One reason ISIL (Islamic State in Iraq and the Levant) is so dangerous is because it learns from its mistakes. Thus after losing the western Iraq cities of Ramada (by the end of 2015) and Fallujah (most of it by now) ISIL concluded that a key factor in the loss of these cities was the local access to some Internet and cell phone service as well as the presence of many satellite TV receivers. ISIL (and other Islamic radicals) have long tried to control use of all three of these items but has been unable to eliminate them from populations in ISIL controlled territories.
Since early 2016 ISIL has changed its approach and is now more ruthless about cutting cell phone service (even though it hurts ISIL communications and morale) and Internet access (the same). Cell phone service can be eliminated by ordering the phone companies to shut down or have their facilities destroyed. Internet is more difficult to take down completely because it can still be obtained via satellite and is a lot cheaper (to set up and use) than satellite telephones. This uncontrolled Internet access enables bad news about ISIL to get out of, and into, ISIL held areas.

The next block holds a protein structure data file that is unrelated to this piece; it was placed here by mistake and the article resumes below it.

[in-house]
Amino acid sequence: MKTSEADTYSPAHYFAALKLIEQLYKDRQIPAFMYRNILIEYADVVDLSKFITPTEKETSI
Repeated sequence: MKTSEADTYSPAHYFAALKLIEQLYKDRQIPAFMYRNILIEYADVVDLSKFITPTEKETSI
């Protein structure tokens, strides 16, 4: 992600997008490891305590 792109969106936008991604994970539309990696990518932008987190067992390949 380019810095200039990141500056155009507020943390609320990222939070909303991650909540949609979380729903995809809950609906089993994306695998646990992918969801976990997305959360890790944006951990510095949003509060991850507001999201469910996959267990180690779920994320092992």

Satellite TV is considered of little real value to ISIL and a major threat. That’s because the Iraqi government has used satellite TV to warn civilians in ISIL controlled territory about what ISIL is up to, where the front line is and when to head for shelter (to avoid increased artillery or air attacks). These alerts also make it more difficult for ISIL to find civilians to use (involuntarily) as human shields (against air attacks, especially by Western aircraft).
ISIL is very concerned about all this in Mosul, the largest city ISIL still holds and the target of a major government operation to liberate it. The front line gets closer to the city center each day and ISIL knows that remaining cell phone and Internet service is being used to coordinate resistance by civilian and communicate details of ISIL defenses and movements inside the city. More vigorous searches to satellite TV receivers had reduced but not eliminated presence of households with access.